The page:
And that seems to be less important than getting it out the fastest. And so, um, there's, there's a bit of a disconnect for me and I I'm, I'm struggling with that, but you know, it, it, you know, I have to, I've gotta figure out a way to do that. Um, you know, I'm a freelancer, I don't have a big retirement package, so I figure out what to do. And so I, but that, you know, I see more changes coming technologically. Um, I can't predict what they are. I certainly couldn't. I, I was not predicting streaming at all. That was . I mean, my definition of church on tele vision was cameras, a switcher control room and a satellite. That was, I mean, and that's the way it's been done for years. I didn't never did. I think we'd be hooking up with a, you know, with a cat five signal and going right on out. I, I did not see that in my future,

You can sit by your iPad or your computer on a Sunday morning, and you can see churches, church services everywhere. Oh yeah. You really can. And you can do it all morning long. Mm-hmm . Uh, and I'm just thankful that, uh, there are young people today who understand, first of all, the necessity of getting the gospel out. But the second thing is understanding that the technology is the one of the vehicles that's going to be used to make it happen for the future. I just wanna say how grateful I am that you've taken this little time to sit with us and talk about your work. And because people don't know, um, what Glen Weaver does behind the scenes. They never see you. They only see what has happened. That's fine. And that is precious to us because, uh, we've had this relationship for a long time.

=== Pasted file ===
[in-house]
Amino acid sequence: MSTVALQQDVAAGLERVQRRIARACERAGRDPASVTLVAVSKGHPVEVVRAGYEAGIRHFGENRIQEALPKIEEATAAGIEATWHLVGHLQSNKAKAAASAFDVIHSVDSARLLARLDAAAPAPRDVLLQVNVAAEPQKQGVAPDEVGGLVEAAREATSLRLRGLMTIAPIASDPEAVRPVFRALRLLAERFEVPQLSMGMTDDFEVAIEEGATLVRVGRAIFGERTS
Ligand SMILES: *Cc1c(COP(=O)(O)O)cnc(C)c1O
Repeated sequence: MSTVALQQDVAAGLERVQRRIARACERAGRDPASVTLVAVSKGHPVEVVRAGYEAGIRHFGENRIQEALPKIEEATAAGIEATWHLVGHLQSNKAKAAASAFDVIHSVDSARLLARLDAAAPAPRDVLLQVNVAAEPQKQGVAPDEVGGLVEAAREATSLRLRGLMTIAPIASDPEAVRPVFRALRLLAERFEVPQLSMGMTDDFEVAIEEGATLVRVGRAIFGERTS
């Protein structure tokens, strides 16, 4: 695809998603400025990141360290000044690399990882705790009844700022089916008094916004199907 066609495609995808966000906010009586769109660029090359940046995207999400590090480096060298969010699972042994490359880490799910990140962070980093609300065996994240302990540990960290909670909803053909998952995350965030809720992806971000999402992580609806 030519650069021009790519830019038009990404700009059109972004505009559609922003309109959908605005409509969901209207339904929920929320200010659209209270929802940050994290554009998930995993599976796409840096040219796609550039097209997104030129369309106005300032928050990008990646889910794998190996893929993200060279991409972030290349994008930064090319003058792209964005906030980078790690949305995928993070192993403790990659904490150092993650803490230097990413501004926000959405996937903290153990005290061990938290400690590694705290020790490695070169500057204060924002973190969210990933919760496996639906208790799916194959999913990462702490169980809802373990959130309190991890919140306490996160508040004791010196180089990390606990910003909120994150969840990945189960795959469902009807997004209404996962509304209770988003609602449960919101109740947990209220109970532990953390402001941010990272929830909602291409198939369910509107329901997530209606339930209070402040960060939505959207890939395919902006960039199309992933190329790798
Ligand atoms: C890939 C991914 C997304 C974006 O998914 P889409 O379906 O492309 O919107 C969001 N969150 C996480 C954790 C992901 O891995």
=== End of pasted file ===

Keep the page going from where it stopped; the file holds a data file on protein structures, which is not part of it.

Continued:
I just wanna say thank you for being here and being willing to share your life and what Christ's message and his love means to you. And I'm gonna close with a prayer heavenly father. Thank you for this day. Thank you for your loving kindness for all of us. Thank you for giving us the media world, which just a few months ago, we really didn't comprehend and it's even more co comprehension less today, but it's visible for us because it's there. Thank you for getting us your holy spirit that motivates us to serve the way you've called us to serve, to share the gospel of Jesus Christ. We pray it in his name. Come back to us again on engaging truth and goodnight.

Thank you for listening to this broadcast of engaging truth. Be sure to join us each week at this time, to help support our ministry, contact evangelical life ministries, post office box 5 68, Cypress, Texas 77, 410, or visit our, or find us on Facebook evangelical life ministries. Thank you. I.